Today I went thrift shopping and hit the jackpot with brass finds! There were bow details on candle sticks and a tray with bamboo trim- swoon! But they were badly tarnished. I decided to give them a good cleaning and thought I’d document the process and share how to clean brass.
the beauty of brass
I love adding brass into my house. It creates a warmth and a bit of sparkle with the deep yellow gold tone. I think brass is beautiful and have brass items in my home from whimsical accessories to door knobs, cabinet pulls, and light fixtures.
One of my favorite things about brass is that it’s an easy to find item at thrift shops. I routinely keep my eye out for accessories made from brass since they’re such a great accent item.
Brass is made from zinc and copper. It is inexpensive to create while still being strong.
But, since it is metal, it can become dull and tarnished over time.
what causes brass to tarnish
So what causes brass to tarnish? Consider this a list of things to avoid coming in contact with brass items if you want to keep them shiny-
- salt water- which can also cause pitting
- cleaning solutions that contain ammonia- which can also cause pitting (ammonia can be in window cleaners, all-purpose cleaners, oven and toilet bowl cleaners)
- oil from skin (so avoid touching if possible)
- dust and dirt (keep brass items clean)
brass from India
I’ve noticed that most of the brass I’ve collected has a “made in India” sticker on the bottom. I wondered why so I looked into it.
There is a city in India called Benares that is located in an area that naturally has copper (one of the main ingredients in brass).
Benares is a pilgrimage site which means for hundreds of years, its hosted many visitors. Brass items like utensils, artifacts, and oil lamps were manufactured to be sold as a business to these travelers.
Trades were established with an apprentice program. Eventually, a school was built in Benares to teach brassware. And so, India has a rich history with creating brass.
Side note, the above picture is from my brass tray. How great is it that it was made for the Taj Mahal?! I assume it was a souvenir. I love the history of this little piece that now lives in my home! This is what’s so great about thrifting!
how to clean brass
Start by creating a paste with the powder Barkeeper’s Friend powder and warm water.
Use a microfiber towel to scrub the brass. A soft sponge would work too.
Use a cleaning brush to get in the details. I bought this brush off of Amazon for cleaning stains on laundry. It’s a great medium bristle (not too hard, not too soft) and was perfect for getting in the cracks and crevices.
An old tooth brush would work fine too.
Rinse with water when done cleaning. Using gloves would probably be smart too- this really dried out my hands.
Here’s how the tray looked once clean. It exposed some imperfections I can’t get off. But as a friend on Instagram reminded me, little issues show history. This has been used and loved and has had a whole other life. Isn’t that beautiful?!
And now it lives on my night stand. A touch of sparkle to corral my plant and decor. I love it!
One thing you can’t tell from these pictures is how much shinier the tray is after cleaning. The tone also changes. Instead of a deep goals, it shows more of the copper and is a bit of an orange gold.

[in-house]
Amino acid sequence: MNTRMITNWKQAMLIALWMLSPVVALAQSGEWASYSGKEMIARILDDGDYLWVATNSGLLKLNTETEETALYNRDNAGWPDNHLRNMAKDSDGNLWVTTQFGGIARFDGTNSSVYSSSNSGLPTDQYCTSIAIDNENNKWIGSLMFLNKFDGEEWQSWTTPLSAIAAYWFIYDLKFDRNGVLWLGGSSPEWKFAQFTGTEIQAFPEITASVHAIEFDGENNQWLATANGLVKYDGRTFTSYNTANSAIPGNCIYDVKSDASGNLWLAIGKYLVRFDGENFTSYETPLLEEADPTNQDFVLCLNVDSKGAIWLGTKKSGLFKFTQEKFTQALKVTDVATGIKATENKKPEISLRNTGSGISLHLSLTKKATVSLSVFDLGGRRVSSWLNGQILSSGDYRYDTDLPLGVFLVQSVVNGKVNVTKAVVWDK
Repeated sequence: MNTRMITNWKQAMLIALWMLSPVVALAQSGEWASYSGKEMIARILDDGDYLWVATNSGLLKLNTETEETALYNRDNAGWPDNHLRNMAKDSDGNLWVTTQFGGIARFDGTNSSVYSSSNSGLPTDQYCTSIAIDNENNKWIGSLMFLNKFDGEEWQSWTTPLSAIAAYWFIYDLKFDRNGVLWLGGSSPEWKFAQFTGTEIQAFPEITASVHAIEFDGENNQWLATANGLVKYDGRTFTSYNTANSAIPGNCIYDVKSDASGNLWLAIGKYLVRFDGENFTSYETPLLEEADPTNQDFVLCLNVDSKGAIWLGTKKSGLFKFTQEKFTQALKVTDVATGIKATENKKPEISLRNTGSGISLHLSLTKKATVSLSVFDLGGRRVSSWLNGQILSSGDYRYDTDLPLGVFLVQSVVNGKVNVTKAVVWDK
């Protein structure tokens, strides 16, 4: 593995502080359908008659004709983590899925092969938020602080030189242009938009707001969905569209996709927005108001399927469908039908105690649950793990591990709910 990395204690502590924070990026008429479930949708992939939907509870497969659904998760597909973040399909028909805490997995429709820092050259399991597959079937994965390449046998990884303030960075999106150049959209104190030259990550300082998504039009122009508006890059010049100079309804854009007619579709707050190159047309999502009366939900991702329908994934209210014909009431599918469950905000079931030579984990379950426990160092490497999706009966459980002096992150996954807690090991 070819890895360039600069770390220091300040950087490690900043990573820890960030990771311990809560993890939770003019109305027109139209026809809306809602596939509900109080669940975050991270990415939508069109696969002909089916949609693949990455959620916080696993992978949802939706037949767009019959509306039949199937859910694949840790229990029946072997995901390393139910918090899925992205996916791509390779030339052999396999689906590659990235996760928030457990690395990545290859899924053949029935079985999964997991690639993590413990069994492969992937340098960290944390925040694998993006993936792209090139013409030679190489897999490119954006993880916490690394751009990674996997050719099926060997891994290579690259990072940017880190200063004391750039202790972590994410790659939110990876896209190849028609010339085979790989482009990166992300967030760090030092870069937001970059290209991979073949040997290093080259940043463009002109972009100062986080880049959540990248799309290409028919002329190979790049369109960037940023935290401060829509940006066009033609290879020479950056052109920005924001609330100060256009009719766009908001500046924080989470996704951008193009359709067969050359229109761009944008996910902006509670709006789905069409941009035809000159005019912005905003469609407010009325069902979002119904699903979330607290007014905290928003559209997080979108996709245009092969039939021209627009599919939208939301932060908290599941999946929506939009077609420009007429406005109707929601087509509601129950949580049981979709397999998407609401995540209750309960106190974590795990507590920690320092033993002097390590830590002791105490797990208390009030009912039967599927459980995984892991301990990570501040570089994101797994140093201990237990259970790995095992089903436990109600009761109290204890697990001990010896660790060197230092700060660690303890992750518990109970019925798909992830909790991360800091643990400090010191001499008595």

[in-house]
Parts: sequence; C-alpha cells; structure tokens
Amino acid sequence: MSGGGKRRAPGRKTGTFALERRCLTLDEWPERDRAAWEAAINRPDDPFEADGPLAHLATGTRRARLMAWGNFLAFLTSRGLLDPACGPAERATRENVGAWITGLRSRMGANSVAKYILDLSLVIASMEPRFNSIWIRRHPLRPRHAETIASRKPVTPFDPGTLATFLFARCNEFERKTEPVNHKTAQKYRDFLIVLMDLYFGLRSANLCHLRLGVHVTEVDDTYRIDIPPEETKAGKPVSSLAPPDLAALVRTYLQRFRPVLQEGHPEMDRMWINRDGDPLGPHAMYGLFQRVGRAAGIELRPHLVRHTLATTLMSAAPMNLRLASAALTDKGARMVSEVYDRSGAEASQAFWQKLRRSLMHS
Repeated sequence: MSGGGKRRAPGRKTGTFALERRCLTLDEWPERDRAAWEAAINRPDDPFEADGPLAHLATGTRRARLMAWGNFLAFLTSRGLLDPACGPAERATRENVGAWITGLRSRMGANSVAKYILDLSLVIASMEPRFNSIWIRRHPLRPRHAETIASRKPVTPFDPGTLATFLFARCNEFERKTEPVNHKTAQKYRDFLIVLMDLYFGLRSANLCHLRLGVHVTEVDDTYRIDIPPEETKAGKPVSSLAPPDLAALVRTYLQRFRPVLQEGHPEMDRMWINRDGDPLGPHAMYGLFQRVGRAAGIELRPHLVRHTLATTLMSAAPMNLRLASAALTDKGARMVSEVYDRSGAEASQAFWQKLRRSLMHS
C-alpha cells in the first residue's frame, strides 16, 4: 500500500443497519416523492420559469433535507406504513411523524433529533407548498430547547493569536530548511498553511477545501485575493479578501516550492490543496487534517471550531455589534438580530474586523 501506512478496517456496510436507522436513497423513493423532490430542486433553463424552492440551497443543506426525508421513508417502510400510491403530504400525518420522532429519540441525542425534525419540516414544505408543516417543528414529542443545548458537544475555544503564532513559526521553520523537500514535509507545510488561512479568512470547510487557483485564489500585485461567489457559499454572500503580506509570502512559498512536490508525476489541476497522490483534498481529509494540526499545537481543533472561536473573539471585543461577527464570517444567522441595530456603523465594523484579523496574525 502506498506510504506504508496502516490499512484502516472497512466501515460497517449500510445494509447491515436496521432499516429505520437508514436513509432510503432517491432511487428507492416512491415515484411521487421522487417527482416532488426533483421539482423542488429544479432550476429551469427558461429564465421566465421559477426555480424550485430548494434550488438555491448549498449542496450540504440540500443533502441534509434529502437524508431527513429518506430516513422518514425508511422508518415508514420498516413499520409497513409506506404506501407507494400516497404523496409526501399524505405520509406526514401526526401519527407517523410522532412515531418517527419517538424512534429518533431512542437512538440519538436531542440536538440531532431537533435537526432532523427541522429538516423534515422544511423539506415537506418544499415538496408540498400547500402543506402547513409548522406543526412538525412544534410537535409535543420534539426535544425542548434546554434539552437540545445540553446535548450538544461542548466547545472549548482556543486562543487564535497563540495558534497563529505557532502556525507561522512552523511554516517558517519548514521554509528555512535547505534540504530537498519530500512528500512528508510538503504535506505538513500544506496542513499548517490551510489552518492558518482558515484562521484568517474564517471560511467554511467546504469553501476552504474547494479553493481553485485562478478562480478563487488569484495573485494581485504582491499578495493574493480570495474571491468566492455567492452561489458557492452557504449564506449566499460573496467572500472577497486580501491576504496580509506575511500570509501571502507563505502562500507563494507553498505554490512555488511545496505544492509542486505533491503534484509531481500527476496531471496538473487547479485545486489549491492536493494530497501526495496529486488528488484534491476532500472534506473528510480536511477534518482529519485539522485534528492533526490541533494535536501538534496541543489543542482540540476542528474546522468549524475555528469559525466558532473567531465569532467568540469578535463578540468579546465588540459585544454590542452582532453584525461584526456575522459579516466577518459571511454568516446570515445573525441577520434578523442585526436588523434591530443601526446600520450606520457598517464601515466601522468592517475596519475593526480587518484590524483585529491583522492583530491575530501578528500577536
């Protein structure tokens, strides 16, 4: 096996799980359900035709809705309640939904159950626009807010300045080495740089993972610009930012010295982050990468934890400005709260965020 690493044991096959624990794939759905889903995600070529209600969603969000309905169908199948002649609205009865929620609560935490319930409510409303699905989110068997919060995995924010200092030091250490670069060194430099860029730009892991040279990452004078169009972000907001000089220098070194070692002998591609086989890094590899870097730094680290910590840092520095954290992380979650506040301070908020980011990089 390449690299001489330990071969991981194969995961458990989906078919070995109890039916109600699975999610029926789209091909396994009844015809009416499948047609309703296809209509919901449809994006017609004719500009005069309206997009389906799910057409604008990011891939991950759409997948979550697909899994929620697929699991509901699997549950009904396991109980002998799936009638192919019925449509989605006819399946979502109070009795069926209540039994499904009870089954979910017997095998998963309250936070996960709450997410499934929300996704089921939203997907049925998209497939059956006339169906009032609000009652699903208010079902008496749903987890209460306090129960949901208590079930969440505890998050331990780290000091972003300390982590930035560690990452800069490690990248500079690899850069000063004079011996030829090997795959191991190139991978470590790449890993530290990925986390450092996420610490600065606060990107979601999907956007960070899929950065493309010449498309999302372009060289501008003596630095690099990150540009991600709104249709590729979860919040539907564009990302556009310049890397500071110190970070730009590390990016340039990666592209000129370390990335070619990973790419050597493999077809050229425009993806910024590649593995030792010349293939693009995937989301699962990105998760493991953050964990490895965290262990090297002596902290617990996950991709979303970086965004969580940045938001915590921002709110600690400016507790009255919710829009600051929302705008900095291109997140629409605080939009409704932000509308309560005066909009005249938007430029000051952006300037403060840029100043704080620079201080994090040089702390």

keep an eye out for brass plated items
Next, since the tray was so satisfying, I decided to clean the handle on this thrifted veneer nightstand.
It’s pretty much black, but you can kind of see that there’s some hints of metallic.
So I followed the above steps- make a paste with bar keeper’s friend, scrub and look what magically happened!
After rinsing with water, it got most of its old sparkle back!!! It was so exciting!
But, I did make one mistake with this handle, I tried using a stiff cleaning brush and it did damage to a few curves.
Make sure to avoid using stiff brushes (especially metal ones), steel wool, and abrasive scrubbing cloths- these will scratch and damage the brass.
Before cleaning brass, check to make sure it really is brass. It could also be another metal like zinc, steel, or cast iron that is brass-plated.
How to check if an item is brass–
- put a magnet on the item in question
Why? Magnets won’t stick to solid brass! If the magnet hangs on, it is in fact brass-plated
Clean brass-plated items differently-
Simply use hot soppy water. Rubbing and scrubbing them too much can remove the brass plating.
A magnet didn’t stick to my drawer pull so I wonder if I just damaged the brass?
I think lots of people spray paint handles before checking if they’re brass. Try cleaning them first!
let it soak
I decided to clean all the brass I could find- it was kind of fun to get it to sparkle! One thing I learned is to apply the bar keeper’s friend paste and let it sit for a few minutes. Then scrub and it’ll come clean quicker. That way you need less elbow grease.
Another way to clean brass is with ketchup! Just spread it on, cover the brass, wait and rinse it off. There’s less scrubbing needed and most people have ketchup at home.
I ended up hanging my little bow candlesticks on either side of my drapes with a framed piece of art. The frames were thrift store finds too! $0.99 each! The candlesticks were $4 each. Which I think is a great price as well.
While thrifting, I also got this $10 piece of art. I love how it looks next to the laundry room. I’ll be finishing that space and debuting it on Sunday so check back then for the reveal!
I hope these tips were helpful on how to clean brass! May you’re brass be shiny and bright! 😉
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